Social-Sexual Deviance

Life as a Social-Sexual Deviant
A serial college campus rapist drew the adjacent image to illustrate his life as a social-sexual deviant. He explained the image portrays a person balancing on barbed wire to show his precarious lifestyle requires planning and poses multiple risks. The sun obscured by clouds reflects the ever present potential to lose his freedom should he fail to conceal his deviant identity. The towers obscured by clouds reflect incarceration and the recognition life imprisonment is the long-term consequence to his deviant conduct.
Social Deviance

 

Social Inclusion
Alfred Adler (1870 – 1937) viewed humans as social animals. This simply means that when human behaviors are reduced to the lowest common denominator our seemingly complex behavioral repertoire is motivated to fulfill the social desire to belong. Ideally, all people would use healthy behavior to derive social significance. The benchmarks to healthy human behavior are contribution, cooperation, acceptance and intimacy. Honesty is the fabric to a socially healthy human’s relationships. Unfortunately, the human condition is far from perfect. Individuals develop their own style of feeling socially significant, these styles being a blend of respectful behavior and misbehavior (Dreikurs, R. & Soltz, V., 1964). Misbehavior is used by unhealthy humans to selfishly experience attention, control, revenge and discouragement. It gives the actor a false sense of social inclusion and self-importance. Dishonesty is the fabric to a socially unhealthy human’s relationships. A social deviant relies exclusively on the four goals to misbehavior to fulfill his/her distorted sense of social inclusion and personal significance. To clarify the differences between healthy and unhealthy social behavior, the four objectives to each are listed and described below.
Goals of Healthy Social Behavior
CONTRIBUTION: Taking on an activity or task for the purpose of helping another is the noblest motive to human behavior. It requires the actor to derive satisfaction from doing right without recognition or praise.  The actor’s modesty enables group recognition.

COOPERATION: Working together to promote harmony and mutual benefit defines cooperative behavior. Clear communication and acknowledging individual differences are social skills that people develop to enable cooperative behavior.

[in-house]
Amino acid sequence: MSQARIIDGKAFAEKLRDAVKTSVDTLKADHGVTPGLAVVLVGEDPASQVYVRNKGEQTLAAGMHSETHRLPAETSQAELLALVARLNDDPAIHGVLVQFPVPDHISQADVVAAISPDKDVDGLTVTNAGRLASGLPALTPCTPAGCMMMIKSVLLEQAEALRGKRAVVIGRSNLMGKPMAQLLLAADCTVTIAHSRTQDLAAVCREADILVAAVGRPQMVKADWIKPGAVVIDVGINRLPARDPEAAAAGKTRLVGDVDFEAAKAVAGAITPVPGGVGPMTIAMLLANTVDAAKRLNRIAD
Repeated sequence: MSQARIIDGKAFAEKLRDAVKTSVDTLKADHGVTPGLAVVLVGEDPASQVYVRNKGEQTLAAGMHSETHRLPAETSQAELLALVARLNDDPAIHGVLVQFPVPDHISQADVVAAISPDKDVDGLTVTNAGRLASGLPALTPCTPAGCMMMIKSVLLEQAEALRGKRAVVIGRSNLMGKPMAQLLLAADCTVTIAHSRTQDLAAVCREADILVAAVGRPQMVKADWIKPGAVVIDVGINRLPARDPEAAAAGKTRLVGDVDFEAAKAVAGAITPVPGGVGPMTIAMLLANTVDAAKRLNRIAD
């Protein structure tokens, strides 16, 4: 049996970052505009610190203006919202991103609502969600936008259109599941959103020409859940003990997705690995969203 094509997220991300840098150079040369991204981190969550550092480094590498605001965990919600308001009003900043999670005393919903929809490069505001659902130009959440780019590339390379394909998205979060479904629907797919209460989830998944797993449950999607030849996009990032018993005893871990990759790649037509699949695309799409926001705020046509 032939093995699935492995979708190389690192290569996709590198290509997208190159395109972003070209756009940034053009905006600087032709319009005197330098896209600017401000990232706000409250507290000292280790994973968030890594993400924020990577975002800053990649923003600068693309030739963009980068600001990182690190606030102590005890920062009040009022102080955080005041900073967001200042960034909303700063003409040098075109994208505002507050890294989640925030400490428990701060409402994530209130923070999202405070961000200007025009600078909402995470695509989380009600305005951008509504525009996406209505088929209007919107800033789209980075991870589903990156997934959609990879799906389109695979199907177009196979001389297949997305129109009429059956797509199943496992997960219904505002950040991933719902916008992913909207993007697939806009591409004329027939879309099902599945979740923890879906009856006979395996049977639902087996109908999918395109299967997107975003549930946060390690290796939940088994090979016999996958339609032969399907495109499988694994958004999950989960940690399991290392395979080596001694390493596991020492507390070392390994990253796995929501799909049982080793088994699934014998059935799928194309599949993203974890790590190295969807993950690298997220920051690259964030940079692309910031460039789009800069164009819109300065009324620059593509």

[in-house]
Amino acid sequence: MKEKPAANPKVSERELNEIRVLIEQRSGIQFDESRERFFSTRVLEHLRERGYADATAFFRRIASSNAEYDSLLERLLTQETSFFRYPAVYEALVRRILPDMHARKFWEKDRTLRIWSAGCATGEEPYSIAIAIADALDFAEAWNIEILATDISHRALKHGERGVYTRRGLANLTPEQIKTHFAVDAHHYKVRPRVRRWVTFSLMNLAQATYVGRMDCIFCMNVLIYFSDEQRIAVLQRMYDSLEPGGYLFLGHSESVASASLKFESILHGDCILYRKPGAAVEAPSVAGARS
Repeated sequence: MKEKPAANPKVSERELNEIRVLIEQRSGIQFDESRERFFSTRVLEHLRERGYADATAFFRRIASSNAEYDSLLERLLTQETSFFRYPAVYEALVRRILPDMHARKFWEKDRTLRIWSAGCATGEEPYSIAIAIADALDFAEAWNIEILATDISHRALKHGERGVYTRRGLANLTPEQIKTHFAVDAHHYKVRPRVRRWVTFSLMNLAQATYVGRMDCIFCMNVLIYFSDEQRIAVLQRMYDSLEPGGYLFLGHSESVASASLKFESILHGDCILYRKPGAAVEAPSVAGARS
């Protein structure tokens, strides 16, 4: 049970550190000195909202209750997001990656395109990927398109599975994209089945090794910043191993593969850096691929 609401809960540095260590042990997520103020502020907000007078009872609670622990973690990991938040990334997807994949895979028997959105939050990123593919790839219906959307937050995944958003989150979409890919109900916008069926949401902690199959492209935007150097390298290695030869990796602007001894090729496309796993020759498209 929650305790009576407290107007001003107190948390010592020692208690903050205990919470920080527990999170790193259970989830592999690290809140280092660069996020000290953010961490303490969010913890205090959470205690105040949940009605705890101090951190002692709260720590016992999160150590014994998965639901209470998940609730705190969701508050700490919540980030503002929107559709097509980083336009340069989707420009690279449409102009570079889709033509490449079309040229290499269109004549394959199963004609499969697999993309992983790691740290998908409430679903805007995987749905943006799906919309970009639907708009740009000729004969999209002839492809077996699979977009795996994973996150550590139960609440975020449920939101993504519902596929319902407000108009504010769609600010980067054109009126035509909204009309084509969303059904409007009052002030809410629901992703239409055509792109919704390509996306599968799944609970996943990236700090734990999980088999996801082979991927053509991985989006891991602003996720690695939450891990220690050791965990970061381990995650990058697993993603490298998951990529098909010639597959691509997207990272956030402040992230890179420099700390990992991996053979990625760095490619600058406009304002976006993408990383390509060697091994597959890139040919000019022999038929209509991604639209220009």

ACCEPTANCE: Accepting individual differences enables autonomy. Unfettered by dependence, individuals are free to compromise and coexist. Acceptance enables healthy boundaries with people who use misbehavior to belong.

INTIMACY: Intimacy is a byproduct of contribution, cooperation and acceptance and the principle objective to healthy social behavior. Honesty is the fabric to social-sexual relationships.

Goals of Misbehavior
ATTENTION: Engaging in an activity or task to bring attention to self is the first goal to misbehavior. It is the simplest misbehavior form. An unquenchable thirst for attention fuels social behavior. The actor’s self-serving mantra that is Notice me or else.

POWER: Striving to control or dominate others defines power based behavior. Intimidating and/or defiant communication styles coupled with judging individual differences as a threat are the social styles that habituate as one becomes intoxicated by this misbehavior objective.

REVENGE: Hurting others to avenge real or imagined wrongs is the objective to this misbehavior. Shackled by the fear of reprisal, others are often rendered powerless to hold a differing opinion or value. The actor’s relationship bonds are compliance and dependence.

ASSUMED DISABILITY: Inability to live in a contributing, cooperative, accepting and honest manner is the global assumed social disability. Dishonesty is the fabric to social-sexual relationships.